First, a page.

Allie asked in Arts & HumanitiesHistory · 1 decade ago

What is the Second Bank of the United States?

I'm learning about Andrew Jackson in history and I keep reading about what he did with the Second Bank, but I don't really understand.

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  • 1 decade ago
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    Here are first two paragraphs in the Wikipedia article on ...

    The Second Bank of the United States was a bank chartered in 1816, five years after the expiration of the First Bank of the United States. It was founded out of a desperation to stabilize the currency by the administration of U.S. President James Madison. The Second Bank of the United States was located in Philadelphia, Pennsylvania, where its building, designed by the architect William Strickland, still stands as part of Independence National Historical Park.

    The Bank served as the depository for Federal funds until 1833, when President Andrew Jackson instructed his Secretaries of the Treasury to cease depositing the funds. Two refused to obey, so he fired them, one after the other, until he got one who obeyed: Roger B. Taney, his former Attorney General and the future Supreme Court Chief Justice. This decision, at least in part, grew out of Jackson's famous dispute with the Bank's president, Nicholas Biddle. The Bank, always a privately owned institution, lost its Federal charter in 1836,[2] and ceased operations in 1841.

  • 1 decade ago

    It has been suggested that Banking in the Jacksonian Era be merged into this article or section. (Discuss)

    Second Bank of the United States

    (U.S. National Historic Landmark)

    The south façade of the Second Bank of the United States in August 2006.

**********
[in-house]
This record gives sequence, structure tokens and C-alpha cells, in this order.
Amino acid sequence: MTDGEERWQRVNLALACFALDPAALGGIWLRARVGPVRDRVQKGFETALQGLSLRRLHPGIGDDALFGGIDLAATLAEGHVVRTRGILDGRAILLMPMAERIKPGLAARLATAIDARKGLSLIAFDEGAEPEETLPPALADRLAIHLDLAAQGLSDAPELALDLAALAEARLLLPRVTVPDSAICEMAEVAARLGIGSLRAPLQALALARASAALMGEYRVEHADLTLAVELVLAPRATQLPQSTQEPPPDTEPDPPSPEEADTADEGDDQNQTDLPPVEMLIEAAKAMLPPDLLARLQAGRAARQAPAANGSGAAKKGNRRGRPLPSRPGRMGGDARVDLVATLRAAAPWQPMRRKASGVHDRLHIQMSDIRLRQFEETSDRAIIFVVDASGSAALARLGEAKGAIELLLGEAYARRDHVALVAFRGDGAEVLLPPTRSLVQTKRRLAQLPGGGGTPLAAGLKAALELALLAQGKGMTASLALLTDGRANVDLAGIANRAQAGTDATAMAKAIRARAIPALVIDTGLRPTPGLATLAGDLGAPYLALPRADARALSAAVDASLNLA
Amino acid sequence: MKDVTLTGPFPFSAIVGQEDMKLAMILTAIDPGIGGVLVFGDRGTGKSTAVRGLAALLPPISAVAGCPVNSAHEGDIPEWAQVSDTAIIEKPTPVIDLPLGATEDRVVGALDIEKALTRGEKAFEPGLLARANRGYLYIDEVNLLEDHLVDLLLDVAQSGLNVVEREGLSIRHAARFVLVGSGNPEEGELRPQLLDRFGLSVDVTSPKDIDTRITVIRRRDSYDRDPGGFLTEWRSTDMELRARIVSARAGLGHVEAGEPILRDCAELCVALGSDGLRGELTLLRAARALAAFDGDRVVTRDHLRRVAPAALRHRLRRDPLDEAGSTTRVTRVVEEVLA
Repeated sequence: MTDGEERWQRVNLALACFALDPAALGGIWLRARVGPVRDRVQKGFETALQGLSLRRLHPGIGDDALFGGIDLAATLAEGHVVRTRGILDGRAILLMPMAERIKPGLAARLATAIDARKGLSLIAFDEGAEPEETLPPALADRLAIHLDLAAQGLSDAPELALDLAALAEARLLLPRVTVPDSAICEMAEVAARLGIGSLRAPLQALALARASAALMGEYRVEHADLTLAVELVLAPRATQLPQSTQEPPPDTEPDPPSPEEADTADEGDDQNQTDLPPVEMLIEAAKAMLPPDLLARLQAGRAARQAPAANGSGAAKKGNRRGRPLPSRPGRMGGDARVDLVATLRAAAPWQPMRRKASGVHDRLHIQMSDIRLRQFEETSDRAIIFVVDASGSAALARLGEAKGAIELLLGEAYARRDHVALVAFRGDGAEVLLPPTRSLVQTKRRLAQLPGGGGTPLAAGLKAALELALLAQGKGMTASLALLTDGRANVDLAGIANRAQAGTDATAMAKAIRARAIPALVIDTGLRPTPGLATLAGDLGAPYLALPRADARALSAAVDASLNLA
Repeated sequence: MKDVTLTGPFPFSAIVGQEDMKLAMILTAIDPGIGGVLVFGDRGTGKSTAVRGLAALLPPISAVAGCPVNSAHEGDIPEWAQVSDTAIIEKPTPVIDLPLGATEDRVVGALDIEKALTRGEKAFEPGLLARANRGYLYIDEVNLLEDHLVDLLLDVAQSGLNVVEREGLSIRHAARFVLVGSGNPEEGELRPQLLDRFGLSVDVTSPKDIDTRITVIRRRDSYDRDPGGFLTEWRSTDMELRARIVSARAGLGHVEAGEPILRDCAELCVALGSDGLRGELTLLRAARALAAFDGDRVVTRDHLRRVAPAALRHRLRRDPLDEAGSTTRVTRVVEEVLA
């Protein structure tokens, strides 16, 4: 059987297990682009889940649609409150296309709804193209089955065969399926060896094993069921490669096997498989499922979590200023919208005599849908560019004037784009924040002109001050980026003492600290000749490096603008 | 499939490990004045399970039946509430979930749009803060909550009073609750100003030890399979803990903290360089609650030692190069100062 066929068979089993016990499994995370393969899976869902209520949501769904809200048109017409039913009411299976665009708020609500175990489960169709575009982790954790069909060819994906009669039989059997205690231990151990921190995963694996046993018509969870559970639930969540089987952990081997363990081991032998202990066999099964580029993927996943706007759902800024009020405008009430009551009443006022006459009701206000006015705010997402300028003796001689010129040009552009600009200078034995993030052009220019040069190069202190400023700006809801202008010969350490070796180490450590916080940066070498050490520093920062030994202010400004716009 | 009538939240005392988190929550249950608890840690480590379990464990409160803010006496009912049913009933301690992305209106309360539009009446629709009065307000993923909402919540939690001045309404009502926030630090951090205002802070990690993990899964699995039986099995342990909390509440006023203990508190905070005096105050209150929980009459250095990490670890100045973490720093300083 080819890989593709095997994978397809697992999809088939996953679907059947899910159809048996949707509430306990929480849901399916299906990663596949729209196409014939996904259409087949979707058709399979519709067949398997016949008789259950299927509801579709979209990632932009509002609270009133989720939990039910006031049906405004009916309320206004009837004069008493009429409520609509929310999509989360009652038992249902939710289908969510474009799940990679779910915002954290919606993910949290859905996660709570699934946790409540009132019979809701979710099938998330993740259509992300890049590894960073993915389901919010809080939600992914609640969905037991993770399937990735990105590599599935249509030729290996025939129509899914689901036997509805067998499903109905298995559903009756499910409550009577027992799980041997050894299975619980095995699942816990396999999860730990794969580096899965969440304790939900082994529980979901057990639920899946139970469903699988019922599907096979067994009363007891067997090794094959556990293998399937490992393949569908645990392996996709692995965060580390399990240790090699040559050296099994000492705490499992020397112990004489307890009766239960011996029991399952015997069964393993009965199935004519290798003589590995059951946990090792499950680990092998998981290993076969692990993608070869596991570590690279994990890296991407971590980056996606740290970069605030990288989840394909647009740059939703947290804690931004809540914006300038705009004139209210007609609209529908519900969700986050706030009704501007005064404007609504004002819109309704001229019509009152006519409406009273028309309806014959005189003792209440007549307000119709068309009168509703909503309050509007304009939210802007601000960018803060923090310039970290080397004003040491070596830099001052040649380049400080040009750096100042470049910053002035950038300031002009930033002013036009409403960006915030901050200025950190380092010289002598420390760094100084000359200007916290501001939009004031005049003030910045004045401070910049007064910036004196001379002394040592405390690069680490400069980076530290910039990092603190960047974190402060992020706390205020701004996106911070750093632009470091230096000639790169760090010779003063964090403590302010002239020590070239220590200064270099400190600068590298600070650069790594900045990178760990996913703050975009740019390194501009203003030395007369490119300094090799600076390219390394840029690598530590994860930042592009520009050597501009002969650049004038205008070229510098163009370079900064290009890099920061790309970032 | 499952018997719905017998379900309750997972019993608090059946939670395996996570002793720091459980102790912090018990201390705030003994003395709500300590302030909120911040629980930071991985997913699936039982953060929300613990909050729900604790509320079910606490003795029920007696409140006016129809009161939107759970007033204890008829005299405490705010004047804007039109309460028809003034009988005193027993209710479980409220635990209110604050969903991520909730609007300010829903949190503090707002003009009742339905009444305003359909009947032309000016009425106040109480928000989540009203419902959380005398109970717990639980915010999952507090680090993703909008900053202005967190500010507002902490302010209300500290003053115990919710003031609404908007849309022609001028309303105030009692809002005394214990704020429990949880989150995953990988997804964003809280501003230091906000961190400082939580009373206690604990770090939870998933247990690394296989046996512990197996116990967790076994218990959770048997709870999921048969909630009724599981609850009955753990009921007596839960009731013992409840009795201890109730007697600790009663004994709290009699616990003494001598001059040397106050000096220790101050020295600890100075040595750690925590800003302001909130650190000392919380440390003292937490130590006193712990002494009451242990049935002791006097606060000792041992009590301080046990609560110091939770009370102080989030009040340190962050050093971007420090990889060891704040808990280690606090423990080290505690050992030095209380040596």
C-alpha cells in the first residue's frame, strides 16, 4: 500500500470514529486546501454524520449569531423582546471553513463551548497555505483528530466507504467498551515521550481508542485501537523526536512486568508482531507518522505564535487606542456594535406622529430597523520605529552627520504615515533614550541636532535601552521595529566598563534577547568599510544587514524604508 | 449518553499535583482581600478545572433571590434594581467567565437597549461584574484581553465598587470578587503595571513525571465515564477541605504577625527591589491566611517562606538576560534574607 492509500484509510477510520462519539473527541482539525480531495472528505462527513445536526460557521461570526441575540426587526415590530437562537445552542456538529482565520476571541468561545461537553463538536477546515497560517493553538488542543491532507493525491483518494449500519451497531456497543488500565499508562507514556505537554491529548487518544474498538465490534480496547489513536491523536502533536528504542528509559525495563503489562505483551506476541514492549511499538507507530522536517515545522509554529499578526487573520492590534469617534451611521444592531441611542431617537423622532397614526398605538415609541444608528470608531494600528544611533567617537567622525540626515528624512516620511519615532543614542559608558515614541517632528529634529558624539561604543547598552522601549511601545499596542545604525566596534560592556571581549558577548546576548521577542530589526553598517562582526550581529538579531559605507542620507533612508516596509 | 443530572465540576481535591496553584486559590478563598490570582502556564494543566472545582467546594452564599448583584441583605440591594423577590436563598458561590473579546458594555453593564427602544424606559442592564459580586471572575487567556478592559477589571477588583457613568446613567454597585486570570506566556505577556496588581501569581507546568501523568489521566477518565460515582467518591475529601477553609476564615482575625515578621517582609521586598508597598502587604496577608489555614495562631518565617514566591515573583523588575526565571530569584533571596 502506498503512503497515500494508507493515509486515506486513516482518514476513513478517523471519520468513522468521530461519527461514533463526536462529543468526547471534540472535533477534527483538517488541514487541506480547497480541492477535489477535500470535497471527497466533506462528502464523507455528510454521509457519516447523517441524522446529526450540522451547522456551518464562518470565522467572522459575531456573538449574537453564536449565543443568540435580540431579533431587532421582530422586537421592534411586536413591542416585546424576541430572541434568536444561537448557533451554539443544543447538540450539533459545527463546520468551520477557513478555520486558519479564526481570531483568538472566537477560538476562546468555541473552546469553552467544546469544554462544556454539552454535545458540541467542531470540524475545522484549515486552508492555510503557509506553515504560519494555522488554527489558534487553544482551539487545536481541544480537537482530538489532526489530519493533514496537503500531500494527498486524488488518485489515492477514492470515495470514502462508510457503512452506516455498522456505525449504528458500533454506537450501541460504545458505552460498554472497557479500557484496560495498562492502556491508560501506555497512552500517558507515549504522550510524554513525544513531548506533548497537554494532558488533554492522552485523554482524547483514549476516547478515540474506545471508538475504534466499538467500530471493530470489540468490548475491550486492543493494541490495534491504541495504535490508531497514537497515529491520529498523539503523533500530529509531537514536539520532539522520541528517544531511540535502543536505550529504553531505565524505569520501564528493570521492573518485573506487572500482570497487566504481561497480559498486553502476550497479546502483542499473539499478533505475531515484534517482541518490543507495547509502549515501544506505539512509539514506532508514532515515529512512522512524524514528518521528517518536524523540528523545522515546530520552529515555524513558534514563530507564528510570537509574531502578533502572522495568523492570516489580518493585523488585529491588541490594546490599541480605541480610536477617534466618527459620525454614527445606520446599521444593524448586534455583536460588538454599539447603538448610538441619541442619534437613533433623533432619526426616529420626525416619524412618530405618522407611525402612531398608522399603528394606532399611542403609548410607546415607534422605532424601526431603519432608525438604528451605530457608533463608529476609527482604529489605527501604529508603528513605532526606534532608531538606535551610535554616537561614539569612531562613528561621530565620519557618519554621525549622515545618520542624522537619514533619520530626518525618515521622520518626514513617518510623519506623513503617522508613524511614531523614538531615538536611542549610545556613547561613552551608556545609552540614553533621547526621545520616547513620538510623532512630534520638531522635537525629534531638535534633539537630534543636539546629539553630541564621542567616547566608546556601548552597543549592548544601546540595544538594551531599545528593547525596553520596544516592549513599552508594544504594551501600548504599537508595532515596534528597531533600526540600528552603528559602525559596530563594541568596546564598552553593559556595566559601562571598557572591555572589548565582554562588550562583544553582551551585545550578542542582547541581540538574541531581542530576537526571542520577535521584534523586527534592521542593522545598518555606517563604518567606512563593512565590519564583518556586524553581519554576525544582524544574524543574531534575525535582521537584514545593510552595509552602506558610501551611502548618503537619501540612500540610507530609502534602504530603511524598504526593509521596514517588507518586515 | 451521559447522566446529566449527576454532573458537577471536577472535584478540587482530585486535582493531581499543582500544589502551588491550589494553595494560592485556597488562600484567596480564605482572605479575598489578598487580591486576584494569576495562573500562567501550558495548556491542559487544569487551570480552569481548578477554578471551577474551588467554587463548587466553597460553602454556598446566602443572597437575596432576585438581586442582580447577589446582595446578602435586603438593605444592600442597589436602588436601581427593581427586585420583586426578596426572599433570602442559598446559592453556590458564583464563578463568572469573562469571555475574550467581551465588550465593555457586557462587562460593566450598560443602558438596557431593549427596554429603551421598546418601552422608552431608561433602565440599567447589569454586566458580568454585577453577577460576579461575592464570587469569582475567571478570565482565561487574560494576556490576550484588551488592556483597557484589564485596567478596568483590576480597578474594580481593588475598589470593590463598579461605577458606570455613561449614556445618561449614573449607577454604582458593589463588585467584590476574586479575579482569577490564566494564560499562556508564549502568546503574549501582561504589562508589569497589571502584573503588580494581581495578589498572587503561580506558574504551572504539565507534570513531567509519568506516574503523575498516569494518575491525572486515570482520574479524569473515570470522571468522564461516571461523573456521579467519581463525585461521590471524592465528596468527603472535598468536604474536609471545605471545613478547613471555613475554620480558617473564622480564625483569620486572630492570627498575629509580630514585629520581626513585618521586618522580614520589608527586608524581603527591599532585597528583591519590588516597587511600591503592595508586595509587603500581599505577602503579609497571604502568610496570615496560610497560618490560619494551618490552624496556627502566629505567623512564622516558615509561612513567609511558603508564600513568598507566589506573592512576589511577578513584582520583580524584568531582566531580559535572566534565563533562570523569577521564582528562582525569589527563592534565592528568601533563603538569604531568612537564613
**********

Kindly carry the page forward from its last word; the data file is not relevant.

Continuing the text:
The south façade of the Second Bank of the United States in August 2006.

    Location: Philadelphia, Pennsylvania

    Coordinates: [show location on an interactive map] 39°56′54.86″N 75°8′55.2″W / 39.9485722, -75.148667Coordinates: [show location on an interactive map] 39°56′54.86″N 75°8′55.2″W / 39.9485722, -75.148667

    Built/Founded: 1816

    Architect: Strickland,William

    Architectural style(s): Greek Revival

    Added to NRHP: May 04, 1987

    NRHP Reference#: 87001293 [1]

    Governing body: National Park Service

    The Second Bank of the United States was a bank chartered in 1816, five years after the expiration of the First Bank of the United States. It was founded out of a desperation to stabilize the currency by the administration of U.S. President James Madison. The Second Bank of the United States was located in Philadelphia, Pennsylvania, where its building, designed by the architect William Strickland, still stands as part of Independence National Historical Park.

    The Bank served as the depository for Federal funds until 1833, when President Andrew Jackson instructed his Secretaries of the Treasury to cease depositing the funds. Two refused to obey, so he fired them, one after the other, until he got one who obeyed: Roger B. Taney, his former Attorney General and the future Supreme Court Chief Justice. This decision, at least in part, grew out of Jackson's famous dispute with the Bank's president, Nicholas Biddle. The Bank, always a privately owned institution, lost its Federal charter in 1836,[2] and ceased operations in 1841. Jackson instructed sec.treas. Taney to deposit the monies belonging to the USA IN STATE BANKS WHERE IT WOULD BE AVAILABLE FOR LAND SPECULATORS AND ENTREPRENEURS TO Borrow. Jackson had an ongoing feud with the president of the bank of the USA and it was only settled by Biddles death from a stroke.

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